Why the Recent UN Resolution on Israeli Settlements Is Good for Peace

I hope you’re enjoying this Christmas/Hannukah/”Festivus” (“for the rest of us”)/New Year’s break. I’ve spent some nice time with family and friends–have you? I love my family, and I love having friends… which makes this blog post pretty risky, because it might make me some enemies.

A few days ago, several members of the UN Security Council introduced a resolution condemning the ongoing building of Israeli settlements in the occupied West Bank and East Jerusalem. In the recent past, the US had vetoed all proposed resolutions critical of Israeli actions. This time, it abstained. The resolution passed.

This won’t be another diatribe about the Arab-Israeli conflict. Instead, I want to put this in the context of peace processes, and specifically how an international consensus can help overcome a power imbalance that prevents settlement of a conflict.

Often in a conflict, there is one party that more or less favors the status quo, and another party trying to change the status quo. What I’ve observed is that when the powerful, interested countries are unified in their stance that the status quo has to change, it eventually changes. The end of Apartheid in South Africa is a good example. Another is the Northern Ireland conflict, where once the powerful outside players–Britain, Ireland, and the US–agreed on what needed to change, it did. In tragic contrast, the lack of international consensus has hindered settlement of the Syrian civil war, as I wrote a while back. Less well known, the international community is split on the status of Moroccan-controlled Western Sahara, which is seeking independence. The deadlock there continues.

The deadlock on the Israeli-Palestinian conflict continues too, of course. There has been a global near-consensus for many years that the status quo should change–that is, the Israeli-occupied West Bank and Gaza should become an independent state. This “two-state solution” would mean Israel would give up land it captured in the 1967 war. Although official US policy has supported this consensus, the US has repeatedly vetoed Security Council measures to that effect. The world has therefore been split between the sole superpower and everyone else. For this moment, at least until Trump’s inauguration, the world speaks with one voice about the need for Israel to stop building settlements as a way to further its claim on the West Bank. We now have a glimmer of hope that the world will now be unified on the two-state solution, the only viable model that has been put forward for Israeli/Palestinian peace.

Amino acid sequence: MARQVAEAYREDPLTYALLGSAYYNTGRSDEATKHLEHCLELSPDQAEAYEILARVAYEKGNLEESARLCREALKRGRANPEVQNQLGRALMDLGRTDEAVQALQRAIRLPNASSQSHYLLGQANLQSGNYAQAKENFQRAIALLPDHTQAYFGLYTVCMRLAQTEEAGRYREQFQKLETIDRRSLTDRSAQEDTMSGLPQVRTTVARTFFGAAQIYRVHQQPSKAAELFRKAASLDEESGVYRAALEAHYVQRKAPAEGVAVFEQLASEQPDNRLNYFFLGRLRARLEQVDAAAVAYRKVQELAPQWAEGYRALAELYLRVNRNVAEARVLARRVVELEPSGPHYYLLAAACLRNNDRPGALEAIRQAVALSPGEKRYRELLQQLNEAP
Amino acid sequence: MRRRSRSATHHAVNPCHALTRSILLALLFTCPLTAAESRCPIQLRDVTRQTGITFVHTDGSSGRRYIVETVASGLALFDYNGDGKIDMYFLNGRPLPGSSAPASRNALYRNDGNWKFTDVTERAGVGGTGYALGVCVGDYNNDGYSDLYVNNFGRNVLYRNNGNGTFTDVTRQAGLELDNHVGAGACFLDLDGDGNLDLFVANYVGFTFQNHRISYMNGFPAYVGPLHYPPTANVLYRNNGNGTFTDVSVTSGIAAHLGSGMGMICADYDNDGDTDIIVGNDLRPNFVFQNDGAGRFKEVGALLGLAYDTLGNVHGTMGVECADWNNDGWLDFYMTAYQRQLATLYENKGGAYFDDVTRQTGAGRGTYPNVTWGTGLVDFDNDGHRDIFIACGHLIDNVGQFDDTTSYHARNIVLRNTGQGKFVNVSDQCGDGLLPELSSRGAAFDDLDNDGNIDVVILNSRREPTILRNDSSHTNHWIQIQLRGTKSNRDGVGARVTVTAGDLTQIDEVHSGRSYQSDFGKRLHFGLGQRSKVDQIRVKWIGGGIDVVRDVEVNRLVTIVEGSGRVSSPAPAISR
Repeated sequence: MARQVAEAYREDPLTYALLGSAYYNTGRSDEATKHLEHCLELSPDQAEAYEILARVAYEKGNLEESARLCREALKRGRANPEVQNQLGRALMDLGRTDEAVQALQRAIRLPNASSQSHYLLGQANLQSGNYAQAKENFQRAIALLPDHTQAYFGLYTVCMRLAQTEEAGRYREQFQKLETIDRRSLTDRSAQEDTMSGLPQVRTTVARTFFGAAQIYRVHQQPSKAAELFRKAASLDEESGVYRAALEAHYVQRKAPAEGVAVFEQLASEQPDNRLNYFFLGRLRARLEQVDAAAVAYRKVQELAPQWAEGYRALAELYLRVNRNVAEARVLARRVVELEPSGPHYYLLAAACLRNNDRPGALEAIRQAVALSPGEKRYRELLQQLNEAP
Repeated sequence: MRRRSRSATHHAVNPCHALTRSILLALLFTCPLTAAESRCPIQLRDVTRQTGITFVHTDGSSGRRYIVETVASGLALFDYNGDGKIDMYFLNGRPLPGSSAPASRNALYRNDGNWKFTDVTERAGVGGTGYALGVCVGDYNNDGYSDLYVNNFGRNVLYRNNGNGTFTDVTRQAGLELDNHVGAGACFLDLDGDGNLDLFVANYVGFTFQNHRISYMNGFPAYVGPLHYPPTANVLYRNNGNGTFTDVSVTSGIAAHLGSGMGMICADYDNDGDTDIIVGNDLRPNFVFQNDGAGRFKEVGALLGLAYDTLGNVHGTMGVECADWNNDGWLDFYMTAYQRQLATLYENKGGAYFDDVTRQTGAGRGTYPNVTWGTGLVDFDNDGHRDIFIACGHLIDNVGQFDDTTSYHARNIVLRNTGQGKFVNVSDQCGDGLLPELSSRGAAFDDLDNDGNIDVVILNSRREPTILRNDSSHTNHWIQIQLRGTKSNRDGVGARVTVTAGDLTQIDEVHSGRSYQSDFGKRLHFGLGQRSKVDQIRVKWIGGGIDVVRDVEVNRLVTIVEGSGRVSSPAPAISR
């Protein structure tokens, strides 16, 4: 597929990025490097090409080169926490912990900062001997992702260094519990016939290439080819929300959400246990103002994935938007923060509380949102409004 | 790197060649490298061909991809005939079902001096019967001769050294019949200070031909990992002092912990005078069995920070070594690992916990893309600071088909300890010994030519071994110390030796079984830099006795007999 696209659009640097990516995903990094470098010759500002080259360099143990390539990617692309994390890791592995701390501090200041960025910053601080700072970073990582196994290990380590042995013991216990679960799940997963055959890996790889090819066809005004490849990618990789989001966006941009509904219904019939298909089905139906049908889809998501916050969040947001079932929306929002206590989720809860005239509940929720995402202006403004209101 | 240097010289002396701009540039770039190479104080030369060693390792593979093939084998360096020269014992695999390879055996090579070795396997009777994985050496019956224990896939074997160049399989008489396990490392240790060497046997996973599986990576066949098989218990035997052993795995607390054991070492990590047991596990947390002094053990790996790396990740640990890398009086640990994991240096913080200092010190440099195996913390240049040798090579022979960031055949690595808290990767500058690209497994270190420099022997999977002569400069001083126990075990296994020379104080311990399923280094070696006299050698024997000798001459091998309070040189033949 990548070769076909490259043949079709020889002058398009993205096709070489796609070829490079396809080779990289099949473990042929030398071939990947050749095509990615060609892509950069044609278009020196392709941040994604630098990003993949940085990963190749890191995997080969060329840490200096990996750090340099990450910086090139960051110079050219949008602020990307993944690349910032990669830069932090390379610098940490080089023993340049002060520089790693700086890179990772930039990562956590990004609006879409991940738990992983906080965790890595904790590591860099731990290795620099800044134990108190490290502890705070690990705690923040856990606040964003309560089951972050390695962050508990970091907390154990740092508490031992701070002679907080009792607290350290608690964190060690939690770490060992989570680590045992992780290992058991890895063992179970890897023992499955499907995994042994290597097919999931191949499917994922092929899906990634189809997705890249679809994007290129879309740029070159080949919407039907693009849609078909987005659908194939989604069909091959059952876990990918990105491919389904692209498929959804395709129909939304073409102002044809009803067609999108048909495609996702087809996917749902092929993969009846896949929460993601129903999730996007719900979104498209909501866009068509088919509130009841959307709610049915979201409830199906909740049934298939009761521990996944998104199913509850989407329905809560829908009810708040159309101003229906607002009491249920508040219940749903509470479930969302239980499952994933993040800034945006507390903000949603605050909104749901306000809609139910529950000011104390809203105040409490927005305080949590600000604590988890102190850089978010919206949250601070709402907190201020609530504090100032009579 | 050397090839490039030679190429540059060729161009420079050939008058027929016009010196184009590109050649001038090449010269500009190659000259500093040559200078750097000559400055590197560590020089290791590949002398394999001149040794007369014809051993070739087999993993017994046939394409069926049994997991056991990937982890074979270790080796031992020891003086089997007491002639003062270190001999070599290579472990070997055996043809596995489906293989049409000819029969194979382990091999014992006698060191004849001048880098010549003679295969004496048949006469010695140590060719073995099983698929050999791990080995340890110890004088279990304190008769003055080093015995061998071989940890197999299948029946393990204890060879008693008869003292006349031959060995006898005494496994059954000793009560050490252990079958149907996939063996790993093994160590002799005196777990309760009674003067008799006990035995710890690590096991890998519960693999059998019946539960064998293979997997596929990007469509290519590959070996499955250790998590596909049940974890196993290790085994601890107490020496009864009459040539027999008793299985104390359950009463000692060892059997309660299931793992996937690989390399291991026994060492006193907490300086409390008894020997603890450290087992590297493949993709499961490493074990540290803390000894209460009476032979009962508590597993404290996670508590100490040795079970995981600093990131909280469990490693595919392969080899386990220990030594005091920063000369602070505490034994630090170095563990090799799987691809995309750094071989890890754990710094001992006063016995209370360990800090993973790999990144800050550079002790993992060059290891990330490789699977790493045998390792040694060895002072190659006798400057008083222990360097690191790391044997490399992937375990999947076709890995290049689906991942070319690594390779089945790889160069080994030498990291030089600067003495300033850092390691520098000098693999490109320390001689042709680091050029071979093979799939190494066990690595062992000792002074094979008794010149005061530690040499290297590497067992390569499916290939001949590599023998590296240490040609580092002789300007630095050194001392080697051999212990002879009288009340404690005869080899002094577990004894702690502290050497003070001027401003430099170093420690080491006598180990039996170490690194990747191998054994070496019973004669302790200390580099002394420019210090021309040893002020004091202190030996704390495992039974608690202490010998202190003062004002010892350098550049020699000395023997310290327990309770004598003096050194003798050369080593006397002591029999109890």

It is hard to get anyone in a position of power to give something up. In a domestic context, this might be accomplished through law enforcement. In the global context, there is no such thing. The closest we have is the consensus of the international community. For peace processes generally, the broader point is that while the detailed settlement of the conflict must be negotiated by the parties themselves, it is important to obtain a consensus of the key international players on the broad contours of a solution (a “formula” as it’s often called), especially if one party is to be persuaded to give up something. This implies the need for an international tier in a peace process in which the powerful, interested countries negotiate a broad formula for settlement before the warring parties themselves negotiate the specifics. Without this, the outside countries tend to support opposite sides in the conflict and drag out the fighting. We’ve seen this all too many times.

Now, if I’ve made you angry–or if you have any other reaction–please comment!


  1. This is a long and sad conflict– which needs to change, the resolution of which could more broadly affect the Middle East in” a positive way. The resolution states that the status quo, and even the expansion of settlements is getting in the way. John Kerry’s speech yesterday set out what I think are the facts that are “beyond change.” Something must happen to move these parties to a peaceful two state solution– and yet I am fearful that the new administration will revert to the one state status quo. BiBi seems to be set continuing and aggressive– defensive stance with little hope of any long-term resolution. I am hoping some new thinking will emerge.

  2. Well written, Suzanne. This conflict has been around for a long time, and the two-state solution seems by far the most reasonable solution. I think this step by the US is actually a very good one at the end of Obama’s term. We shall see how it evolves under the new Trump government. Maybe he will surprise us.

Leave a Reply